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Checking your sugars


A little research information that you should know is that we actually have data to show that patients who regularly check their blood sugars do better than those who do not. These patients are more aware of their own patterns, how food and exercise affects their sugars and are overall better able to deal with their diabetes.{{more}} While it seems like a burden, by checking your sugars you actually put yourself in the driver’s seat and become more knowledgeable about what your body is doing, instead of guessing or being totally in the dark. The more you know, the more chances you have of making a positive impact on your health.

Now I admit, checking your sugars can become quite a pain, literally. Remember, I had to check my blood sugars quite frequently (6-8 times a day) for several months during my pregnancy, so I know that fingers can get sore. There are a few things that you can do about this:

1) Speak with your doctor about the optimal frequency for checking and try to come to an arrangement. For instance, there are patients in whom I really needed to get many sugars during the day to see what their pattern would be, but I did not want to ask them to do this everyday. So I asked them to check their blood sugars before and after each meal for three days a week, every week. I got my information, and they did not have to do this everyday.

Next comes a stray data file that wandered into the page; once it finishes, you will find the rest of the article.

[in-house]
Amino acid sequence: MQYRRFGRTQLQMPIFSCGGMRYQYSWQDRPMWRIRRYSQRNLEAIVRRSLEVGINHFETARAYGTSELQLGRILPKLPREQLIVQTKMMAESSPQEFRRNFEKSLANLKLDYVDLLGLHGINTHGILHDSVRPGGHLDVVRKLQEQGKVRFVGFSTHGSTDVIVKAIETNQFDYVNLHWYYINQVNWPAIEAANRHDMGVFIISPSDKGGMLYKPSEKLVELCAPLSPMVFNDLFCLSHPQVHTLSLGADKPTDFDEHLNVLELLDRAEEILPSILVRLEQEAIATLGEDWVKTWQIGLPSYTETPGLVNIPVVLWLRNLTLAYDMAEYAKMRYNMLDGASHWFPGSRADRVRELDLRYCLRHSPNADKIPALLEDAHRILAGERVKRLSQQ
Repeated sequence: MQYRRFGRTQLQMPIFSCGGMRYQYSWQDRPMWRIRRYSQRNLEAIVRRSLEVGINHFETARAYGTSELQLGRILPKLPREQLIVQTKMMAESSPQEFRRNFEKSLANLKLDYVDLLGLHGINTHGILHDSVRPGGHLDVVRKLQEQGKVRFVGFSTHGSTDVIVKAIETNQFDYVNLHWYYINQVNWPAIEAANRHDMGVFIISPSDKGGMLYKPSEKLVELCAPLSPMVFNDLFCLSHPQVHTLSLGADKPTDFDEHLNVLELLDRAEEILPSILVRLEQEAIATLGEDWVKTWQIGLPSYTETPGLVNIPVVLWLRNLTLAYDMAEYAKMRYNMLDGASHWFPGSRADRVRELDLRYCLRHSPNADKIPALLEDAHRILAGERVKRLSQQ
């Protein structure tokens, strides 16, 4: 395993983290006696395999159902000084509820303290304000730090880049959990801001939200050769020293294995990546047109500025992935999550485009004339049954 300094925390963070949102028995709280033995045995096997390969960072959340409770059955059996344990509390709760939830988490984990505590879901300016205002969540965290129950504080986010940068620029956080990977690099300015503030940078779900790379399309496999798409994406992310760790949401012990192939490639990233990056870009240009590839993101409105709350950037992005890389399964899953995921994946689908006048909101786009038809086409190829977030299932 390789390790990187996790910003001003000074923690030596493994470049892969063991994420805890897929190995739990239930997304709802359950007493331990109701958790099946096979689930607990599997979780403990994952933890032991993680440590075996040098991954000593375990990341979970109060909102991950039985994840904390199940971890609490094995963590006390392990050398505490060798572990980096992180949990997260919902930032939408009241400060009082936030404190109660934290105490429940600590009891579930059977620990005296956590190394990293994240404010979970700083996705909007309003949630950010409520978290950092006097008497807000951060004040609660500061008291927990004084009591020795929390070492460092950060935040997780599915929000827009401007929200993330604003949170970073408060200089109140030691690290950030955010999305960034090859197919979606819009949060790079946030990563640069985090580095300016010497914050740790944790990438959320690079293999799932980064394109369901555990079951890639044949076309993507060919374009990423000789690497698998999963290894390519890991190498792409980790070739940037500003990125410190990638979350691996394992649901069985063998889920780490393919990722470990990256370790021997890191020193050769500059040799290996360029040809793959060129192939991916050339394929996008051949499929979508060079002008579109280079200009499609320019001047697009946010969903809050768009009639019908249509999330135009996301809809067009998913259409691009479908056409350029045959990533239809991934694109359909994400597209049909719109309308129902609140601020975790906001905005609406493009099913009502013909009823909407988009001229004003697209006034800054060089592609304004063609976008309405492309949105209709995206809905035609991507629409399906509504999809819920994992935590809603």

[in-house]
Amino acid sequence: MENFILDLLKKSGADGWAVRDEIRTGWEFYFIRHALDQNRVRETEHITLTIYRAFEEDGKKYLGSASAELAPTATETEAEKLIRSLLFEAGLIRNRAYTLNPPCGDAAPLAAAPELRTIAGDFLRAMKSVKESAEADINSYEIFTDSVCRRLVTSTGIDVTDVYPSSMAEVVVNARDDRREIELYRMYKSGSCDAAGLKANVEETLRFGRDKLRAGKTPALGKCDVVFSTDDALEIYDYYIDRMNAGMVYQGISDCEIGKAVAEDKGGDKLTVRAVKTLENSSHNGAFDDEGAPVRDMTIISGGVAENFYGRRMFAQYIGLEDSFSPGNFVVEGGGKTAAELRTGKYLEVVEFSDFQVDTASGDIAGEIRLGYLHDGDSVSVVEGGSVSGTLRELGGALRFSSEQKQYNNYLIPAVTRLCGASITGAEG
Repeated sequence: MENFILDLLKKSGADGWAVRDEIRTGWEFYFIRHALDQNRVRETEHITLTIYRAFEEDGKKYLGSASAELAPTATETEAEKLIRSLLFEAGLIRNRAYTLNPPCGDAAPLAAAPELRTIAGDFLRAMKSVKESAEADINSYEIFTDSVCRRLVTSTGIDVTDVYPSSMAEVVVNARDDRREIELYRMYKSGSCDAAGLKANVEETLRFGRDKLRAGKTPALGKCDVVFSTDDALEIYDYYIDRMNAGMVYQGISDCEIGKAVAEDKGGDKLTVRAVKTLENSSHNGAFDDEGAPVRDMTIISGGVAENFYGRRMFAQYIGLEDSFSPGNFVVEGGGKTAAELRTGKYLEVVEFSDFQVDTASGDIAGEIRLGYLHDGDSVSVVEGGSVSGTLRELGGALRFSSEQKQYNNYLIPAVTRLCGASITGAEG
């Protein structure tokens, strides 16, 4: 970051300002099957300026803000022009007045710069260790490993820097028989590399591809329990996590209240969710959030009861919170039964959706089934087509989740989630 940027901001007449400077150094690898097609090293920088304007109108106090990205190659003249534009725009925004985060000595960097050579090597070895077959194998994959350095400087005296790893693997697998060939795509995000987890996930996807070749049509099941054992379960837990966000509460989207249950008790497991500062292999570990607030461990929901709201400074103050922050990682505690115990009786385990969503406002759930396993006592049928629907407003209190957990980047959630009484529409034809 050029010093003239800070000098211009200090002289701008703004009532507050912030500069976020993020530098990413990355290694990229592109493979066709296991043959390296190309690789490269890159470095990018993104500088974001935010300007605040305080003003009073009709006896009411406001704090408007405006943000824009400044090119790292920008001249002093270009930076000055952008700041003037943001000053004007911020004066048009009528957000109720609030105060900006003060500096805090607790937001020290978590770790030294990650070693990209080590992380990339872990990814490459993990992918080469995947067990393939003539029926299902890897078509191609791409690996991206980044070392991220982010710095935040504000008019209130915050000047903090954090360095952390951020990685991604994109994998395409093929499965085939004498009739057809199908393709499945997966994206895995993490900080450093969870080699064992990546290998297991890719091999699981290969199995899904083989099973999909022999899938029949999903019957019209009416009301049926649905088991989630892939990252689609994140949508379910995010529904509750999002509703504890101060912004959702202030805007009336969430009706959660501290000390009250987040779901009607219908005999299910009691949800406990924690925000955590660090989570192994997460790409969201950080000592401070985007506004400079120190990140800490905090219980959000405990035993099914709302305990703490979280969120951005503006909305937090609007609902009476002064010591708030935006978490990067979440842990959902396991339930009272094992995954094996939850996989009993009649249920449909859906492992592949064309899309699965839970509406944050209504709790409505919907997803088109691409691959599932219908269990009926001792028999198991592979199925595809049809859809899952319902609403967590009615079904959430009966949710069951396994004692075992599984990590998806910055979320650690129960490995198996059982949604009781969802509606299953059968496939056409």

2) Rotate fingers. We have a tendency to use the same two or three fingers every time but you can try others even if it feels odd. It will help a great deal.

3) Speak to your doctor about getting a glucose meter that allows you to use other sites on the body. For example, many Freestyle meters allow you to use arms, thighs, legs and the backs of your hands in addition to finger sites. And the blood sample you need is very small. This may of course depend on what is being stocked in the pharmacies, but it does not hurt to ask.

4) Use the shallowest depth on your lancet that will still give you a good enough stick. Often the depth of the drive of the needle can be adjusted on your lancet device, so experiment a bit. Sometimes all you need is a very shallow stick to get the blood you need.

Last piece of advice: for all of you who are having frequent lows, or any history of passing out from lows. PLEASE check your blood sugars before driving. Your life, and those of others, may depend on this one act that takes all of 3 minutes to do. And if you feel strange while driving, PULL OVER as soon as you can. Nothing is as important as getting to your destination safely.

Chin up! I admit this is one of the areas of diabetes care that sometimes needs the most gumption, but you have it in you. This is necessary for your care. Your doctor needs to see these numbers and so do you.

Until next week, take care, Vincies!

Anita Ramsetty, MD
Medical Director Endocrine Care Group
Tel: 843-798-4227